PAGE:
From here you can refer friends, contact Mylo representatives for help, edit your personal information, modify your investor profile, view important documents, and customize settings on your account
Goal Details Screen
Clicking on one of the goals on the Overview screen shows you a nice chart of your progress along with information on your next upcoming transfer. The ‘…’ in the upper right hand corner gives you goal specific options including:
Adjust your roundup, multiplier, and recurring deposit settings
Modify the title, goal amount, desired achievement date, and goal image
View the details of the investment model as determined by the portfolio manager
Go here when you want to withdraw funds
- Save money while spending as you normally would, without really noticing
- Low fees, only $1 per month
- Option to donate to charity in addition to your savings goals, or exclusively
- Native mobile app is simple and easy to use
- Save towards multiple goals at once
- Low balance rule will stop a withdrawal that would cause your account to be overdrawn
- Fast, helpful customer support
- Depending on your spending habits, saving towards a goal can be slow going, even with multipliers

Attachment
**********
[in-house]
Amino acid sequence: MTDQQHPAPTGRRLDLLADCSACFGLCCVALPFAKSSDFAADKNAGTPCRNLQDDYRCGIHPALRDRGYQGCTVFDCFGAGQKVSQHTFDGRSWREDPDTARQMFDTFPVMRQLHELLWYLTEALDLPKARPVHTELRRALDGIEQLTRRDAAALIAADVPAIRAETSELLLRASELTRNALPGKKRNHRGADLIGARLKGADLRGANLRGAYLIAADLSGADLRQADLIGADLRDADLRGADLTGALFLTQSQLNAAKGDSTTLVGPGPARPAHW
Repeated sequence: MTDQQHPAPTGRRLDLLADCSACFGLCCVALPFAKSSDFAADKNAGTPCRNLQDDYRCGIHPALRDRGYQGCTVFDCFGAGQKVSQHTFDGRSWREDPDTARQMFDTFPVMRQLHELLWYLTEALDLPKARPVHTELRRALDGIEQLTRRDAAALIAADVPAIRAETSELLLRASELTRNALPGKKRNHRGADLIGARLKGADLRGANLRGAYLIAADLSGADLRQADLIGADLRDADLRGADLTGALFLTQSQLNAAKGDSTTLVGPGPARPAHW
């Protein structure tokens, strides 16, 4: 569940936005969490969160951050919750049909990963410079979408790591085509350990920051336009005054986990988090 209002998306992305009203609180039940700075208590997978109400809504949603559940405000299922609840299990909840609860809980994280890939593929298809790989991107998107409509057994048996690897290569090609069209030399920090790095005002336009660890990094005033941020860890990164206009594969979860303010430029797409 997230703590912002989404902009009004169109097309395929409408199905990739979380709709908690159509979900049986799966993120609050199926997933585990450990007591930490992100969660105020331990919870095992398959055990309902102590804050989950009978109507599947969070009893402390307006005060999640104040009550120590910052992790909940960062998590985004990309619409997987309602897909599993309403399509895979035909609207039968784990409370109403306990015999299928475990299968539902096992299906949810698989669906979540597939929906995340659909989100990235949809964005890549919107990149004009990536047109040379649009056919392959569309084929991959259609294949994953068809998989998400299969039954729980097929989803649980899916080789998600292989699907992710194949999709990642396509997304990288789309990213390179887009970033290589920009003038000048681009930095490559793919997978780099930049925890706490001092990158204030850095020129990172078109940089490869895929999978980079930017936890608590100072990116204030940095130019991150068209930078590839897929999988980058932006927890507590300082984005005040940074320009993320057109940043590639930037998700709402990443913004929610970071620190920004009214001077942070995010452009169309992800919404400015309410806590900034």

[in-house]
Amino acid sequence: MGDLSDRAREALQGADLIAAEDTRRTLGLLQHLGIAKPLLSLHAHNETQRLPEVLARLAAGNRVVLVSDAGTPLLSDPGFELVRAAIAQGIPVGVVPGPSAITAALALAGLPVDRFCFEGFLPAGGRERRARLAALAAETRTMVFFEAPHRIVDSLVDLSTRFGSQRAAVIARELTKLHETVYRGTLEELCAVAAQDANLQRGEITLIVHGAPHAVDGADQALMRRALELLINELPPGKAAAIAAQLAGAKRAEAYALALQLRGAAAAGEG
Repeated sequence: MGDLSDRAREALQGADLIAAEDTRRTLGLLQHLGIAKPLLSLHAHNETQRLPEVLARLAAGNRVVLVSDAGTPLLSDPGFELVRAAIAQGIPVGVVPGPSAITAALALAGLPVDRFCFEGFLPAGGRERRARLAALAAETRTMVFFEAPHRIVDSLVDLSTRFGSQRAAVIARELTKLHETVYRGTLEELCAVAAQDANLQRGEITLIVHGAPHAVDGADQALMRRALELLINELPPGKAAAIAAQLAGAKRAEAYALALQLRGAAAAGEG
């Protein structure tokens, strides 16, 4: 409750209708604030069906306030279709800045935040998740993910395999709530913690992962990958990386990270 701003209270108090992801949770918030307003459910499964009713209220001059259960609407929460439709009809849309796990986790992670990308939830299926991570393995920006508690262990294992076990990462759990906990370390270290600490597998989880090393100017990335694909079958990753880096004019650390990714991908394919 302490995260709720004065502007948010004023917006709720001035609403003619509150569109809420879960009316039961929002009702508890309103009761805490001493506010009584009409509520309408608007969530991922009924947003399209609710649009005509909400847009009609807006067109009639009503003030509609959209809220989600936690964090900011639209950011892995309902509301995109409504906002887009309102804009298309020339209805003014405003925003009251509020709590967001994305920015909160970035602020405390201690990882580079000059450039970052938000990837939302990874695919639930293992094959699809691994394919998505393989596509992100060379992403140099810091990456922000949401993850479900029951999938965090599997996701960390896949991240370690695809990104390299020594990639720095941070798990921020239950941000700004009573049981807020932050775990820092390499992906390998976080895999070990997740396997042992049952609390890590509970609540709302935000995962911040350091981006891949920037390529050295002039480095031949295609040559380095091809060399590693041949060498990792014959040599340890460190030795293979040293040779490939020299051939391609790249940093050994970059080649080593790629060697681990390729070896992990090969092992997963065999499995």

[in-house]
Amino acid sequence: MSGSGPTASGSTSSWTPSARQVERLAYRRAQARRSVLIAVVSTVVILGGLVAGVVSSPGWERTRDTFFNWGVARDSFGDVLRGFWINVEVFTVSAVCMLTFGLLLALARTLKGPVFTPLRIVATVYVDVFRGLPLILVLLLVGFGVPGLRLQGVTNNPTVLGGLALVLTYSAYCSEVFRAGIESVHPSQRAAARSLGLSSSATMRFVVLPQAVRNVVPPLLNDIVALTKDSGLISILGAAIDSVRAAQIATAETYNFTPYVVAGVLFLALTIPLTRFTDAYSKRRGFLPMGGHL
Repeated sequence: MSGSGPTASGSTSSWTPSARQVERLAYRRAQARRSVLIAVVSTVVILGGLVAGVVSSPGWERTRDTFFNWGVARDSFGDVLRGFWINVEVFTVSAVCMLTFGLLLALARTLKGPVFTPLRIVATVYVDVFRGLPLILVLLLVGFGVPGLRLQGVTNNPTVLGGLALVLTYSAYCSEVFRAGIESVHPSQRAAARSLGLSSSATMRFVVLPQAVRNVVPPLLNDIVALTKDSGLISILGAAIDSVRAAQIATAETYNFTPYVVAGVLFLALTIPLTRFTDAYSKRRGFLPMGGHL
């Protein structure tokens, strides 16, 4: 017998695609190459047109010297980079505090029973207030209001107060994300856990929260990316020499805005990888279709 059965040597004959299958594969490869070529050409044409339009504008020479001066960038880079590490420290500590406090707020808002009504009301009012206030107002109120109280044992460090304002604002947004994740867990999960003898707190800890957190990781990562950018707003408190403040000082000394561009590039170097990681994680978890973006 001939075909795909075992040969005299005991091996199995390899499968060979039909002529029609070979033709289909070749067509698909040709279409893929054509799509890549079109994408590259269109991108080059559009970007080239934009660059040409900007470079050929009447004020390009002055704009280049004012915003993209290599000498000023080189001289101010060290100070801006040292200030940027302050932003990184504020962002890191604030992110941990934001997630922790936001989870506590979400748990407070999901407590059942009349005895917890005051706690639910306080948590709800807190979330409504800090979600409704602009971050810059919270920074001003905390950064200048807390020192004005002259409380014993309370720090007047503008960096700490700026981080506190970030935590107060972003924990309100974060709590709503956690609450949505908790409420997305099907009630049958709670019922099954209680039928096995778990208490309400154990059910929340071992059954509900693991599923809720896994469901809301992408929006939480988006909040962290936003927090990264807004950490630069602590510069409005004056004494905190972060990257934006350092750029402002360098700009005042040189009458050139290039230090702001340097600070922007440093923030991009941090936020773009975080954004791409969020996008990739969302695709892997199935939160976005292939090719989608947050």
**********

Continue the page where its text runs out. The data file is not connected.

- Linking your bank accounts and debit/credit cards screen a little confusing (see Closing Thoughts below)
- Depending on your setup you might have some extra overhead in monitoring and making sure that your funding account always has enough money in it
- Updated Aug 14, 2018 – Depending on how your bank handles pending and cleared transactions and their posted dates, transactions that don’t clear before Monday may not be counted towards your weekly roundups. This could effectively mean that only transactions early in the week (Monday thru Wednesday roughly) are applied to your roundups.
Mylo feels like a well oiled machine – from a streamlined simple sign up process to setting up your goals. I think I had completed all of that in a matter of 10 minutes or less. It’s quick, easy, and fast.